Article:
Traditionally, students have been penalized for guessing – to the tune of a quarter point deducted for each wrong answer. In this new system, students will receive no credit (or deductions) for an incorrect answer, so feel free to use the process of elimination and select your best guess. Additionally, all four tests in the suite will be scored on a common scale, but feature content appropriate to students’ grade levels. Students will now also receive subscores and cross-test scores, so that you (and your parents and teachers) can more easily track your progress across assessments as you move through school, and better identify your strengths and areas for growth.
Many colleges require the SAT as a measure of college readiness on your application, so keep these four changes in mind as you study. You can begin as early as eighth grade, if you like, by taking the PSAT 8/9, and track your progress through the end of high school. Keep an eye out for the new tests, all four of which will be in place by March 2016.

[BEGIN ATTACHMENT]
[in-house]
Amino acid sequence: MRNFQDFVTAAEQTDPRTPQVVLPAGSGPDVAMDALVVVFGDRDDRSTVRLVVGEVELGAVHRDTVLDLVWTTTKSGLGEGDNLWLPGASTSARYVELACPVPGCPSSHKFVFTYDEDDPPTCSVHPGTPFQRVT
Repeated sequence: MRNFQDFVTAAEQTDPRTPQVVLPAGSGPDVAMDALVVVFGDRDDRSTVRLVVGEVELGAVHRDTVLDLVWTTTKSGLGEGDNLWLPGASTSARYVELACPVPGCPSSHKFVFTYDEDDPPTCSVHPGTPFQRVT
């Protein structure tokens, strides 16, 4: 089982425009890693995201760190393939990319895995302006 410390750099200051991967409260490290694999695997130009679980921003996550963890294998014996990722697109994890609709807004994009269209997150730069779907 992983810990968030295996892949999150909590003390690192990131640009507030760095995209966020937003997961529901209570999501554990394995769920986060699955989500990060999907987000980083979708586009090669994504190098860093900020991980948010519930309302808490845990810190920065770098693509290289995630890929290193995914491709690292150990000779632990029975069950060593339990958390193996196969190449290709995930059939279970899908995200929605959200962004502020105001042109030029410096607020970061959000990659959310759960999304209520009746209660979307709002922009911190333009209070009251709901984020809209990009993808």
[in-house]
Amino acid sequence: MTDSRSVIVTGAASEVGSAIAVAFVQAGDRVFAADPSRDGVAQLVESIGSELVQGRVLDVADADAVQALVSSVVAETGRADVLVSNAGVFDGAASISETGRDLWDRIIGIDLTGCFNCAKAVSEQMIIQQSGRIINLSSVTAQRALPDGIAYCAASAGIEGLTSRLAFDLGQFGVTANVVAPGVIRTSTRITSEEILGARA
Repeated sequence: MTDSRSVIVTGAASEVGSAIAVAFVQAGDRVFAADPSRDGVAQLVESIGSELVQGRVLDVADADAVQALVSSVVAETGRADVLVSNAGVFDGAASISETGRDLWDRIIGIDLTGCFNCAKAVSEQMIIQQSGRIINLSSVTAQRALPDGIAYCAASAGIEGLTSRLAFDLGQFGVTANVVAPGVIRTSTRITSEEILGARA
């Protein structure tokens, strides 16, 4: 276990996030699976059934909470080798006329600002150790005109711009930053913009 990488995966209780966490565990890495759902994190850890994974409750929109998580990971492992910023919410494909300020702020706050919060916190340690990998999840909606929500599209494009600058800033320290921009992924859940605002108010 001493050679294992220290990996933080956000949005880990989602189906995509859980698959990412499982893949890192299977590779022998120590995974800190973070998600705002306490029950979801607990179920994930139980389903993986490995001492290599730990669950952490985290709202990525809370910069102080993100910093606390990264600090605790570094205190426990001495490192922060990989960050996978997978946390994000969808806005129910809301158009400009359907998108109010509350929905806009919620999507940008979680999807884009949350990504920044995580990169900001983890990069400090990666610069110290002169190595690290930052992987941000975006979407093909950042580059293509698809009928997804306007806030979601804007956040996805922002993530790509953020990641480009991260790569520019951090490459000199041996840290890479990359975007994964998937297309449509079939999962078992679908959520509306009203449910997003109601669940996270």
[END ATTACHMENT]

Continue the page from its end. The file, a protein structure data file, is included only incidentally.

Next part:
Lisa Low is a contributing writer for Varsity Tutors, the leading curated marketplace for the top private tutors in the U.S. The company also builds mobile learning apps, online tutoring environments, and other tutoring and test prep-focused technologies.
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What is It?
The PSAT is a standardized test that covers reading, math, and writing and language. You’ll use your skills in these areas to answer questions about science, history, problems rooted in real-world contexts.